Packing has four functions: protection, easy handling, information and branding & design. Packing technology mostly occupies itself with protection (from air, light, temperature, etc), and easy handling (opening-closing, transporting). Food legislators and marketeers are responsible for information and branding & design. The latter is important to distinguish the packaging from competitors on the shelf.
There are three levels of packaging materials: primary, in which the final product is packed (e.g. a beer bottle, the cap and the label); secondary, in which the primary is packed (e.g. crate, carton box); and tertiary, in which the secondary is packed (e.g. pallets, shrink foil).
For more information on packaging, see ITC Access Module 08 on the left of this page.
The availability of good packing material is major handicap in many emerging markets. E.g. Tajik fruit processors are still buying old soviet style 3 liter glass jars, which are not appealing anymore to modern buyers, who prefer twist-off jars of 0.5 to 1.0 liter. Imported jars from neighboring countries form the only option and they are expensive. The cost of packing material has a big impact on the total variable costs of agro-processed consumer goods. Often it is around 30-50%, but it can even be as much as 80-90% as in the case of beer.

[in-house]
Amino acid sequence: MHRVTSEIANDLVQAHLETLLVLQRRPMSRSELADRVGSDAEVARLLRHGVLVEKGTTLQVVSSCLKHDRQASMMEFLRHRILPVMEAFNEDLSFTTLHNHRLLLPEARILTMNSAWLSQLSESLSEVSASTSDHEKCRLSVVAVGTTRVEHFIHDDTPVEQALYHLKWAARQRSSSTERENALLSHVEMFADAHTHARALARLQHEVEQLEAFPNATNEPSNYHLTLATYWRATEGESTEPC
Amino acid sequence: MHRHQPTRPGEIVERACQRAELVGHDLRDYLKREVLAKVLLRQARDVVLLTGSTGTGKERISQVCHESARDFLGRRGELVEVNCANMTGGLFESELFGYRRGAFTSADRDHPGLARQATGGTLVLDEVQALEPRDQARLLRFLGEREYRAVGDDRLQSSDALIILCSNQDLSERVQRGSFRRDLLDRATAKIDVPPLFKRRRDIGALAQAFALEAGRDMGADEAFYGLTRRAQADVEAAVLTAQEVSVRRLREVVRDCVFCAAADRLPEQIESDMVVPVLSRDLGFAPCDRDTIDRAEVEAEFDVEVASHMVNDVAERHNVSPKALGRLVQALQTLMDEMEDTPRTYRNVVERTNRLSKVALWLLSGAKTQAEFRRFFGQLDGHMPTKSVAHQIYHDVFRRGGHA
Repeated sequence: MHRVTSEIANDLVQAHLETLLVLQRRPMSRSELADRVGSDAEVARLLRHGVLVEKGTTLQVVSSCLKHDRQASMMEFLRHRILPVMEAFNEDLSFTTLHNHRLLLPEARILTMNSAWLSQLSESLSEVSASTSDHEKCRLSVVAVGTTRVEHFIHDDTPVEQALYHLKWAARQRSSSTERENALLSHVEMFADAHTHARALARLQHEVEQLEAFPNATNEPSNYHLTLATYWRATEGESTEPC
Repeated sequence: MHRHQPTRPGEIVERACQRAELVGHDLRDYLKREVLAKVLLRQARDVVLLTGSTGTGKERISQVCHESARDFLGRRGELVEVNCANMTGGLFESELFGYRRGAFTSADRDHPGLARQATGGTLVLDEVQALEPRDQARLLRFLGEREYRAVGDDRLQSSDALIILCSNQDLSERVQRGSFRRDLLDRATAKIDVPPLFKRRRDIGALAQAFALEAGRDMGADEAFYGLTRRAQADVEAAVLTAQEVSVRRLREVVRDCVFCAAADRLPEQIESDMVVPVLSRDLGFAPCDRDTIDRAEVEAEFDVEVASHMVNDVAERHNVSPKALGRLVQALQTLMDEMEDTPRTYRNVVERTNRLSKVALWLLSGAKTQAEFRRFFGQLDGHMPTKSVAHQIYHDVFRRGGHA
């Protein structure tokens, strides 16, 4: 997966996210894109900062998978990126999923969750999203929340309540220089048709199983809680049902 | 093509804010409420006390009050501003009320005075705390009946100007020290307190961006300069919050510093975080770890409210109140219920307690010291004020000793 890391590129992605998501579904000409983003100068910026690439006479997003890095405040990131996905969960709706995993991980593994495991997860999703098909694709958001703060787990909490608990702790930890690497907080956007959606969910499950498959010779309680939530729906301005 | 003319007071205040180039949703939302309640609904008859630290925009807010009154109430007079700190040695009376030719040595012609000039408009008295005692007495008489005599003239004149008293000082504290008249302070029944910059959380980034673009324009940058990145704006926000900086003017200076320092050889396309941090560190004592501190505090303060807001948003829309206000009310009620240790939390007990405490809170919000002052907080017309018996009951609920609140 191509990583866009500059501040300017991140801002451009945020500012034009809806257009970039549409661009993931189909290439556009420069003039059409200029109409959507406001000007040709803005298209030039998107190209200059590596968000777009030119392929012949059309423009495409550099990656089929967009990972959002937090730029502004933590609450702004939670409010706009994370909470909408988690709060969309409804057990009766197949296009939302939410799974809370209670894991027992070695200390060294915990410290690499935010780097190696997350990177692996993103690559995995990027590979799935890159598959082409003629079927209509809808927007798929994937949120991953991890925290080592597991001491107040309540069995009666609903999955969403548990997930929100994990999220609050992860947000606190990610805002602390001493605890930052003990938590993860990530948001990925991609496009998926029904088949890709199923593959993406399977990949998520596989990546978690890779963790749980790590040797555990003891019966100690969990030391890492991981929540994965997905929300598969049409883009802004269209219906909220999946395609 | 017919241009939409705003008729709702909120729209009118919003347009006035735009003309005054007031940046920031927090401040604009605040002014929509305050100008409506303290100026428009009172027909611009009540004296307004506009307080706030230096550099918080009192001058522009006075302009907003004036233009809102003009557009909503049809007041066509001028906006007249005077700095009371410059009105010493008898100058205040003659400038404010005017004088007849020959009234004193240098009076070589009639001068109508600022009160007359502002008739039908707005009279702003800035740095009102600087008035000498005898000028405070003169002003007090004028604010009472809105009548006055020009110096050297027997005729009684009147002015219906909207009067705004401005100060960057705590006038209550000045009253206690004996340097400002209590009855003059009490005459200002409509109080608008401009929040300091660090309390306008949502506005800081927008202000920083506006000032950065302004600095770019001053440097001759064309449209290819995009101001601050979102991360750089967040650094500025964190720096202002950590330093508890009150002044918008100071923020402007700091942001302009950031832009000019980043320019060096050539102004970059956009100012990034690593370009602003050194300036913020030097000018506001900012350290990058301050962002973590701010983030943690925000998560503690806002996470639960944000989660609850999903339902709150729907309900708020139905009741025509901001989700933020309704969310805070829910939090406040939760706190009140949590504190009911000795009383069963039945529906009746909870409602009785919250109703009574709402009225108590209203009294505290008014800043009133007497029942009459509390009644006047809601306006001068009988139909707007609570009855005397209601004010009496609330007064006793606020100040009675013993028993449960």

An important point to realize is that manufacturers of filling equipment design their equipment in such a ways that only specific material can be used (usually their own material). E.g. Tetrapak filling machines for milk and juice can only handle Tetrapak carton.
The price of packaging machines varies according to their origin. European and American machines usually come with customized engineering. They are more expensive to buy, but have higher durability, reliability and speed. Chinese and Indian machines are simpler and cheaper; after assembly by a local expert they ready to use. Reconditioned used equipment from European origin is a third, cheaper option.